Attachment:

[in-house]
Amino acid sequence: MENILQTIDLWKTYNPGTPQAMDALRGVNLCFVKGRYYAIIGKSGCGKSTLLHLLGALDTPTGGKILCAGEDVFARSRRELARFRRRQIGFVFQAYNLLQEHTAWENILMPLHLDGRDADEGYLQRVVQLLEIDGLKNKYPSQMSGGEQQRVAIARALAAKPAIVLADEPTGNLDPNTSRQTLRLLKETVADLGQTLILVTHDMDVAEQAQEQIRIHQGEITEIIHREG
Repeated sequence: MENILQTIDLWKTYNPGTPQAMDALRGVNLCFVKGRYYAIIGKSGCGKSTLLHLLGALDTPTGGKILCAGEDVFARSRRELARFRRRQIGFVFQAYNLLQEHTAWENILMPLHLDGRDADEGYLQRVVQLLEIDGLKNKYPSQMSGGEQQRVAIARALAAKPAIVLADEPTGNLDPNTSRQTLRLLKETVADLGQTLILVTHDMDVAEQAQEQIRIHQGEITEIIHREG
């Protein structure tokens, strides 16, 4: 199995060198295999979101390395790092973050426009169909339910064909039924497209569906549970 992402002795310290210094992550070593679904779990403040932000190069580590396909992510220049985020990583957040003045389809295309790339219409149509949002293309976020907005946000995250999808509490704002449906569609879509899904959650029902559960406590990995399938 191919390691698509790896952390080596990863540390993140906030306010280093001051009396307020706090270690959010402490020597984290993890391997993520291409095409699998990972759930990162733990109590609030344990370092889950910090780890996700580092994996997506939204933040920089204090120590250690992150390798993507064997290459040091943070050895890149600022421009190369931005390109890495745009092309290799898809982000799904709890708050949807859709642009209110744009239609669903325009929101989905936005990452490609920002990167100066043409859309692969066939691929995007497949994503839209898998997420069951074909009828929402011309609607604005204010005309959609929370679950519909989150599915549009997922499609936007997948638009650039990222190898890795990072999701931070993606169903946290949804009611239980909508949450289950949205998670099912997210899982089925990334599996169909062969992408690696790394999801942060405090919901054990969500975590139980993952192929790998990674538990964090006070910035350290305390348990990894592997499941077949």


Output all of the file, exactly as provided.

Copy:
[in-house]
Amino acid sequence: MENILQTIDLWKTYNPGTPQAMDALRGVNLCFVKGRYYAIIGKSGCGKSTLLHLLGALDTPTGGKILCAGEDVFARSRRELARFRRRQIGFVFQAYNLLQEHTAWENILMPLHLDGRDADEGYLQRVVQLLEIDGLKNKYPSQMSGGEQQRVAIARALAAKPAIVLADEPTGNLDPNTSRQTLRLLKETVADLGQTLILVTHDMDVAEQAQEQIRIHQGEITEIIHREG
Repeated sequence: MENILQTIDLWKTYNPGTPQAMDALRGVNLCFVKGRYYAIIGKSGCGKSTLLHLLGALDTPTGGKILCAGEDVFARSRRELARFRRRQIGFVFQAYNLLQEHTAWENILMPLHLDGRDADEGYLQRVVQLLEIDGLKNKYPSQMSGGEQQRVAIARALAAKPAIVLADEPTGNLDPNTSRQTLRLLKETVADLGQTLILVTHDMDVAEQAQEQIRIHQGEITEIIHREG
């Protein structure tokens, strides 16, 4: 199995060198295999979101390395790092973050426009169909339910064909039924497209569906549970 992402002795310290210094992550070593679904779990403040932000190069580590396909992510220049985020990583957040003045389809295309790339219409149509949002293309976020907005946000995250999808509490704002449906569609879509899904959650029902559960406590990995399938 191919390691698509790896952390080596990863540390993140906030306010280093001051009396307020706090270690959010402490020597984290993890391997993520291409095409699998990972759930990162733990109590609030344990370092889950910090780890996700580092994996997506939204933040920089204090120590250690992150390798993507064997290459040091943070050895890149600022421009190369931005390109890495745009092309290799898809982000799904709890708050949807859709642009209110744009239609669903325009929101989905936005990452490609920002990167100066043409859309692969066939691929995007497949994503839209898998997420069951074909009828929402011309609607604005204010005309959609929370679950519909989150599915549009997922499609936007997948638009650039990222190898890795990072999701931070993606169903946290949804009611239980909508949450289950949205998670099912997210899982089925990334599996169909062969992408690696790394999801942060405090919901054990969500975590139980993952192929790998990674538990964090006070910035350290305390348990990894592997499941077949």